Primeval Earth was regularly struck by city-size asteroids during its first several billion years, this was a time of creation and destruction. At this point, these impacts may have a direct influence on the creation of life on the earth, or it could have been a planet without the life it has now.
This period in the planet's history, about 2.5-3.5 billion years ago had city-sized asteroids striking its surface like clockwork, at a 15-million-year interval. This period might have seen the rise of animals and plants which became extinct.
It changes initial ideas of how terrible was the planetary impacts were in this critical period. According to the Southwest Research Institute, this onslaught was theorized in their latest hypothesis.
What happened in the 2.5-3.5 billion years has determined the present-day earth and the life that inhabits it now. No one knows what changes will follow or if they can be stopped.
Cataclysmic planet killers?
One speculation is the asteroids striking the earth's surface are more gargantuan than what killed the dinosaurs, which is supposed to be seven miles wide. Earlier than 65 million years- ago (MyA) larger space rock shattered the earth's surface many times, reported the Daily Mail.
These primeval craters have long been eroded or destroyed by the passing of time, but remains called spherules or glassed earth from the immense heat might be found.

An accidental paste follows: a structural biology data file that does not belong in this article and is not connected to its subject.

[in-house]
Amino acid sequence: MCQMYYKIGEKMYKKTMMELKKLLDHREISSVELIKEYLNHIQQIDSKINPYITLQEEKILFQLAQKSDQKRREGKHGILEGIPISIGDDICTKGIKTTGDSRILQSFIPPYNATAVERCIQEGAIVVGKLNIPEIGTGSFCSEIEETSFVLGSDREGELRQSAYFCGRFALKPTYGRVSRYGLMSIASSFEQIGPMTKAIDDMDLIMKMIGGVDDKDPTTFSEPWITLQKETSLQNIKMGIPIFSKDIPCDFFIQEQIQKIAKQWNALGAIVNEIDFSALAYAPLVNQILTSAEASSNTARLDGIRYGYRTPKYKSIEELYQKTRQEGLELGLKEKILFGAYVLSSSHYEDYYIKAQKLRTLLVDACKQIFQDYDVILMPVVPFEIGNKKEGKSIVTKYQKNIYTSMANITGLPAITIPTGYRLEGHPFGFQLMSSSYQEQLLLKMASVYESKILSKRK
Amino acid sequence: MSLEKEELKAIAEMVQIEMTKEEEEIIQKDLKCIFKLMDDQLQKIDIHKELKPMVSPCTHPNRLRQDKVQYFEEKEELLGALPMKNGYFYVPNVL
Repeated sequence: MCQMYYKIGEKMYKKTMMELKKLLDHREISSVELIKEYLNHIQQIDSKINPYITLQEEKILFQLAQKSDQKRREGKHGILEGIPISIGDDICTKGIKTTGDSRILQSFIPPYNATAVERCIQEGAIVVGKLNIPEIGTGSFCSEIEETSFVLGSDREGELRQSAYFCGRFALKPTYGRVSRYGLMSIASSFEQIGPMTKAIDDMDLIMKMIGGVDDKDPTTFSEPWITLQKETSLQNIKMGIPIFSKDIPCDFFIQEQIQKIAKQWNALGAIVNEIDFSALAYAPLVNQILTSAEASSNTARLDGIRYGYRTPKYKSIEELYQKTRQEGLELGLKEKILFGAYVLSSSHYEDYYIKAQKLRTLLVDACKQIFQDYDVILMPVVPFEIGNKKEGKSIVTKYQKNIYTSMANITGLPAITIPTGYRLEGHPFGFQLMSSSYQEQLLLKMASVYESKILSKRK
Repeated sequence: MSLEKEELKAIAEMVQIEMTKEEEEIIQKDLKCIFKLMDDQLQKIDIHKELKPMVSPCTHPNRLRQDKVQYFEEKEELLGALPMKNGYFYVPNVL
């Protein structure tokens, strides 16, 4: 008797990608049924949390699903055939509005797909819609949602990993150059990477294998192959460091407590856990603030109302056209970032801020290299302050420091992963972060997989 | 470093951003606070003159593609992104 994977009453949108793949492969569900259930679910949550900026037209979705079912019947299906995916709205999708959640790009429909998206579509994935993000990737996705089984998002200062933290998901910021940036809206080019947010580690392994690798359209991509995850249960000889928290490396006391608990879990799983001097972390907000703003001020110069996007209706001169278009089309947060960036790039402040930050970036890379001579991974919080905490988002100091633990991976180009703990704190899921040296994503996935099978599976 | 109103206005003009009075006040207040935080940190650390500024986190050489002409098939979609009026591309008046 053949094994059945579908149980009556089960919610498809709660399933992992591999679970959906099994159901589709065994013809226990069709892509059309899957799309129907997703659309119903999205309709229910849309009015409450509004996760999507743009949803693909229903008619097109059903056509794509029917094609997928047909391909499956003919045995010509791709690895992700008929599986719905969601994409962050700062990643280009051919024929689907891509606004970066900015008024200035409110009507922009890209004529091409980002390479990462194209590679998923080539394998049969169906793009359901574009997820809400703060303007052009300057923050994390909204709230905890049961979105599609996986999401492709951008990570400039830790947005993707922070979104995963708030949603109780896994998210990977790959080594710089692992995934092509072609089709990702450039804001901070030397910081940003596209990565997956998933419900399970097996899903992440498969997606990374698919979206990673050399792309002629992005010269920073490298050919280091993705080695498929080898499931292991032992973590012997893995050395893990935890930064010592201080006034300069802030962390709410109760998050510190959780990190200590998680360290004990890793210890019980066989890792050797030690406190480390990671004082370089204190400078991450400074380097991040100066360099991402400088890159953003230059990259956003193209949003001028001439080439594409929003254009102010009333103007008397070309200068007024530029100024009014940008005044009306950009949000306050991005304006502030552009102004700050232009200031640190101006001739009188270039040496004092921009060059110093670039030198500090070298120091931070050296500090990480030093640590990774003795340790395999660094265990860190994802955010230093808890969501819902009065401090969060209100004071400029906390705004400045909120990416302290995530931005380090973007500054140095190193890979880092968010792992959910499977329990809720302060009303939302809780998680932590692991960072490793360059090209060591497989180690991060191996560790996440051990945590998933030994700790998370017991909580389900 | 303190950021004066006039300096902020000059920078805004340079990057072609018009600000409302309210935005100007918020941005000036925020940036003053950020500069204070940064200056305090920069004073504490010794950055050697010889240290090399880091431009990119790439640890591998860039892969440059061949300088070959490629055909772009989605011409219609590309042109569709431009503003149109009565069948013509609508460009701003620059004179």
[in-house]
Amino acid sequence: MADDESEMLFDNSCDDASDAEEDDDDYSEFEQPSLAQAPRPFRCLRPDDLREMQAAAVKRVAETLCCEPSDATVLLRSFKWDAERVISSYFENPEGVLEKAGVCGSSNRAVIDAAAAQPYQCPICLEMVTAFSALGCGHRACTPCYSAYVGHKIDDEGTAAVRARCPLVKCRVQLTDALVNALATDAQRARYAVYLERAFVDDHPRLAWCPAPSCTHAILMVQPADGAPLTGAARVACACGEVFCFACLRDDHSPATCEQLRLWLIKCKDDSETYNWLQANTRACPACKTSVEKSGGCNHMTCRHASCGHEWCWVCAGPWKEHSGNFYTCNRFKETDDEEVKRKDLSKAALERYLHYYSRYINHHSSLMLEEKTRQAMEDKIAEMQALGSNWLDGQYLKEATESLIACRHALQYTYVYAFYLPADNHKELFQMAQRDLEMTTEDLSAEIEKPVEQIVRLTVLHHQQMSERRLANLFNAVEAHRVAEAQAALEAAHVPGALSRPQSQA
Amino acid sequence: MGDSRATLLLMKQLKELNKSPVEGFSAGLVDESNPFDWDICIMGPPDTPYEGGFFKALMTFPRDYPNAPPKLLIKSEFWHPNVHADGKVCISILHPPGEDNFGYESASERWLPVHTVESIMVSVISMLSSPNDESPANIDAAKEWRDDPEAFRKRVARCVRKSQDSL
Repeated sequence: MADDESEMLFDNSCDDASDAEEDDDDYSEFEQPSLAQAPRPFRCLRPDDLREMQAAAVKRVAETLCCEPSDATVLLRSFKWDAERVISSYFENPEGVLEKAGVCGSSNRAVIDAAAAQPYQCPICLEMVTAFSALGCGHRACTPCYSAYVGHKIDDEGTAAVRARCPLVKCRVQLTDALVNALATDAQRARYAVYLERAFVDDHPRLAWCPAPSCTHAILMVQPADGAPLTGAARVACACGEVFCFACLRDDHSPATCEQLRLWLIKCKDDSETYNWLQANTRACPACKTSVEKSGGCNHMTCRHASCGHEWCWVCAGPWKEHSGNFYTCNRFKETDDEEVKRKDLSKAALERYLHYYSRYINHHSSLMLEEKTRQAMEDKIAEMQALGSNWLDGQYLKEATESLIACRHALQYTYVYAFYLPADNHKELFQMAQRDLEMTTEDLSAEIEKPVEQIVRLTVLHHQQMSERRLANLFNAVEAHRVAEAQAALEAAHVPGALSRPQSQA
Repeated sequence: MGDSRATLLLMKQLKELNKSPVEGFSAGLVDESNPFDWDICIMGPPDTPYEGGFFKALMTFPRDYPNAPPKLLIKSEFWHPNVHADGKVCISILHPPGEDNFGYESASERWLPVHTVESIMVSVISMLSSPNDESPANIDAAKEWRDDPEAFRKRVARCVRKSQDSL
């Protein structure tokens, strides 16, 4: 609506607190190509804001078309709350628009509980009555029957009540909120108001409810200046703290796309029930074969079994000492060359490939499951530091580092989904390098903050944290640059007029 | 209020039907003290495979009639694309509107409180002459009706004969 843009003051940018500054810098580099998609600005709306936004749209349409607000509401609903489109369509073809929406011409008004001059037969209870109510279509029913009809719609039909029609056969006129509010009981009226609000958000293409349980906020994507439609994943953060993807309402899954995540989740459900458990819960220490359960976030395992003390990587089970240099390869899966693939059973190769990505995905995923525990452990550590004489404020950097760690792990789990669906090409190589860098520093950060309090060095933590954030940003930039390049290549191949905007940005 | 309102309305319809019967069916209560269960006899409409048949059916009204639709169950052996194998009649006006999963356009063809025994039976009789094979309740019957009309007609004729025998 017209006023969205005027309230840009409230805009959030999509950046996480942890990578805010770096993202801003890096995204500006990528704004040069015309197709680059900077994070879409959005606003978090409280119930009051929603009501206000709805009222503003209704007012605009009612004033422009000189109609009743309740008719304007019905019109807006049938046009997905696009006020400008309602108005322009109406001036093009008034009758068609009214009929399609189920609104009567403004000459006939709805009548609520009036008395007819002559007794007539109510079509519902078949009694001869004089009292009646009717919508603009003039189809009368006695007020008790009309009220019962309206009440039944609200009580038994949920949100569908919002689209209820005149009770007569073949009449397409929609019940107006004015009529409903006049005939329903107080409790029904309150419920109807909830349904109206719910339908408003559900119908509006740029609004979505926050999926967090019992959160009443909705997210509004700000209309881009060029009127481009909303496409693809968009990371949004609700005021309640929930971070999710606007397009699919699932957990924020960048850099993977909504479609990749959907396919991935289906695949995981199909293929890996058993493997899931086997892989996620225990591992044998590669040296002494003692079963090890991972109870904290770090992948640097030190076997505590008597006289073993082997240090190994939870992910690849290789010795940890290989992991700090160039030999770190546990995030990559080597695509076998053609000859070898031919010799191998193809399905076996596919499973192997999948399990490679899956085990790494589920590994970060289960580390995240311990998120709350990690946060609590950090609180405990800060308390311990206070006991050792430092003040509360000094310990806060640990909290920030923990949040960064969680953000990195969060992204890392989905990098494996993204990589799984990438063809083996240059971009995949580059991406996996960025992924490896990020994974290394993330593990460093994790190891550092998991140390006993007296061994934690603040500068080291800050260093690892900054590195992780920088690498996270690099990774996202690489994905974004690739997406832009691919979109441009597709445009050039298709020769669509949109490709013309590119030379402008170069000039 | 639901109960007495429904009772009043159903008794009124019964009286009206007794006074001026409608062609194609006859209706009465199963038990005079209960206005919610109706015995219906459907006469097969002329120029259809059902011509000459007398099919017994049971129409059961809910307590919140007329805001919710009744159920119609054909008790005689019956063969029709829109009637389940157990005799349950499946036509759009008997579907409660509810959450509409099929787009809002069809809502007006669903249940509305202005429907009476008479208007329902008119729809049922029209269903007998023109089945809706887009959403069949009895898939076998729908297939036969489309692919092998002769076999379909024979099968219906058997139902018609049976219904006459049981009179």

The formation of these glass remains is by the impact tossing super-hot earth fragments that combined with cooler vapors, instantly forming when they made contact. Earth was regularly struck by city-size asteroids causing this phenomenon.
Scientists think it how these glass particles are spread out, that big an asteroid will have more spherules seen in an area. So, more glass particles in a wide expanse mean more impact forces hitting the earth's surface.
A new model proposed for an asteroid impact
According to Simone Marchi, the paper author and physicist from Southwest Research Institute in Colorado. He suggests an impact flux simulation, contrasted with an analysis of ancient spherule layer data, noted UK Alert Breaking News.
The present models of early impacts on earth are insufficient and do not account for all asteroid hits, indicated by spherule layers. It might be the impact flux is more than 10 times than estimated before.
Dr. Marchi added that in between 3.5-2.5 billion years ago, the impact was as big as the Chicxulub asteroid, but every 15 MyA on the cosmic clock. Planets colliding with asteroids is part of the earth's formation process.
Though destructive, these cosmic collisions had a part in the creation of oxygen. But periodic impacts have an effect on whether it would be plentiful or not.
The next part according to the scientist is studying the connection of oxygen evolution via the successive impacts, to the creation of the first creatures billions of years ago.
Geologist Rosalie Tostevin, from the University of Cape Town in South Africa, added that impacts would have disrupted something, she was not part of Dr. Marchi's study, noted Phys Org.
She lamented that few samples exist until now and that lack of proof makes the conclusions incomplete. But the updated simulations of Marchi can explain these large impacts of primeval earth.
As for the rise of oxygen 2.5 billion years ago (ByA), a small amount existed in agreement with the author of the study. Tostevin added that Earth was regularly struck by city-size asteroids that could be another for evolved life and oxygen in the atmosphere.